Could Your Actions Be Construed as Identity Theft? Here’s What You Need to Know

Identity theft refers to the process of collecting and/or using another party’s personal identifying information for illegal purposes. One common example is using your social security number to obtain a credit card or bank loan in your name. Because the thief often defaults on the obligation after maxing it out, identity theft can wreak havoc on the victim’s credit rating and cause long-term financial problems for Read More

7 Common Myths and Misconceptions About Misdemeanors

You’ve been charged with a misdemeanor, but your friends advise you not to fight it. “It’s nothing,” they insist. “It’s not like you’re being charged with a felony.” But they couldn’t be more wrong. Yes, misdemeanors and felonies are different offense categories, with the latter being considered more serious and punished more harshly. But a misdemeanor is far from ‘nothing.’ It can have a negative impact on your Read More

Florida Criminal Defense: An Introduction to Mail and Wire Fraud

If you have a PayPal account, you’ve probably gotten emails with warning headers like “Security Breach on Your Account” or “Act Now or Your Account Will Be Deactivated.” These communications are not really from PayPal: they are intended to make you panic, log into your “account” via a false website, and unwittingly give your login credentials to a cyber-thief who will lock you out of your own account and empty any Read More

What to Do If the Police Want to Search Your Property

The Fourth Amendment protects you from an unreasonable police search of your person, home, or belongings. It’s a right that’s easy to forget when the police are at your door, asking to come inside. Dealing with law enforcement can be a tricky situation. You know that refusing to obey a police order can cause problems for you, so you worry about denying them entry to your home. It is important to remember that the Read More

Erroneous Self-Incrimination: 6 Interrogation Tactics Which Can Lead to False Confessions

The “bad cop” routine is known to sell movie tickets, but it can buy you a ticket to prison in the wrong circumstances. When viewed through the glorified lens of the silver screen, it's easy to believe that police officers sometimes need to stretch the limits of the law in order to uphold it. This “end justifies the means” mentality ignores the reality of false confessions and violations of constitutional rights. Read More

Innocent Until Proven Guilty, But…

Most Americans operate under the assumption that, if they ever become entangled in the U.S. criminal justice system, they will be treated as if they were innocent until they are proven to be guilty. This Constitutional principle, known as the “presumption of innocence,” is intended to ensure that any potential criminal convictions are rooted in fact rather than human bias or other potential human error. It is Read More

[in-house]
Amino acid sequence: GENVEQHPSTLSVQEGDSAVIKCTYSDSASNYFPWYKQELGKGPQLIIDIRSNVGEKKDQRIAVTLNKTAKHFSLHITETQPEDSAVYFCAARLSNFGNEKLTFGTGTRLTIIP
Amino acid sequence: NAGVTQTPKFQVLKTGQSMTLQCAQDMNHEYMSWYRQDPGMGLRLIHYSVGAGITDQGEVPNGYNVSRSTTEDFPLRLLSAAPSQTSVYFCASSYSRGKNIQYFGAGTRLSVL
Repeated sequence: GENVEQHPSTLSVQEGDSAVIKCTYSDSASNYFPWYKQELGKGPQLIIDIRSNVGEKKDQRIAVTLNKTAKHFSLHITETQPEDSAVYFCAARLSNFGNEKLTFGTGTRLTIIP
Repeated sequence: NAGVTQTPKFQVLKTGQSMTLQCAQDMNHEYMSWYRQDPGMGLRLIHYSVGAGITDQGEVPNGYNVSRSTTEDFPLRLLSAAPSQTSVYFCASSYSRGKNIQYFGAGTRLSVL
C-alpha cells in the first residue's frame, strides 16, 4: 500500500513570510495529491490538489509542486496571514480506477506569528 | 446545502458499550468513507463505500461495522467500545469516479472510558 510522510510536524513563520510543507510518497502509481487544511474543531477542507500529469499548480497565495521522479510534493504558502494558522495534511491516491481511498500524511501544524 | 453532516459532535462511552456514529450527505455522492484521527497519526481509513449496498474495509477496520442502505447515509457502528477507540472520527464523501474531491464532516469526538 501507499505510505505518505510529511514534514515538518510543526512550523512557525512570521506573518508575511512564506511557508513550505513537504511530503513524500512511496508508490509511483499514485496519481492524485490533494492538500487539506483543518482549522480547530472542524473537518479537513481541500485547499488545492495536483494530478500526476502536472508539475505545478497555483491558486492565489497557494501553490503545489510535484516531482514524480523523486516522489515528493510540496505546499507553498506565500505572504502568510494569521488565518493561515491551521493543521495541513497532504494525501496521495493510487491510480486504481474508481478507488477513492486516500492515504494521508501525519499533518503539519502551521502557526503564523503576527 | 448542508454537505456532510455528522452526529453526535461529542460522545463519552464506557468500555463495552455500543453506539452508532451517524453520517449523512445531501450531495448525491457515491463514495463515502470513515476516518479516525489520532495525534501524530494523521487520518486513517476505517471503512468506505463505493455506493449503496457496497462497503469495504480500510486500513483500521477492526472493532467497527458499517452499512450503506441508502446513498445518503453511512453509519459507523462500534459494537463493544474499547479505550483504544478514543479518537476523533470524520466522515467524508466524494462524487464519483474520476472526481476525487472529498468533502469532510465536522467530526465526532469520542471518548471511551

What Exactly Constitutes Healthcare Fraud?

As we’ve discussed in the past, there are numerous different ways in which the criminal act of fraud can be perpetrated. One of the most common, and indeed one of the most financially impactful in terms of dollars stolen per year, is fraud committed within the context of the U.S. healthcare system. By most estimates, public programs like Medicare as well as private healthcare programs lose billions of dollars every Read More

What is “Double Jeopardy”?

“Double jeopardy” is a term thrown around often in the media and everyday conversation, thanks in large part to a movie from the late 1990s of the same name. The true meaning of double jeopardy is often misunderstood despite the frequency of the term in popular culture. What does double jeopardy really mean? The right which protects an individual against double jeopardy comes straight from the U.S. Constitution. Read More

Understanding Florida “Conspiracy” Charges

Conspiracy is a word that immediately grabs the attention of anyone who hears it. For most people it conjures images of little green men at Roswell and crazy theories about shadow governments. Many people are surprised to learn that, in terms of criminal law, conspiracy actually refers to a serious and not uncommon crime. “Conspiracy” is defined as an agreement between two or more persons to commit a crime. The Read More

A Brief Guide to Florida Post-Conviction Relief

Most people believe that an appeal is the last resort for anyone who has been convicted of a crime. While it is true that most cases are concluded after the appeals court rules, there are potential options for relief afterwards. Under certain circumstances, a defendant in Florida who has been convicted of a crime and has had her conviction affirmed on appeal may file for Post-Conviction Relief. In Florida, Read More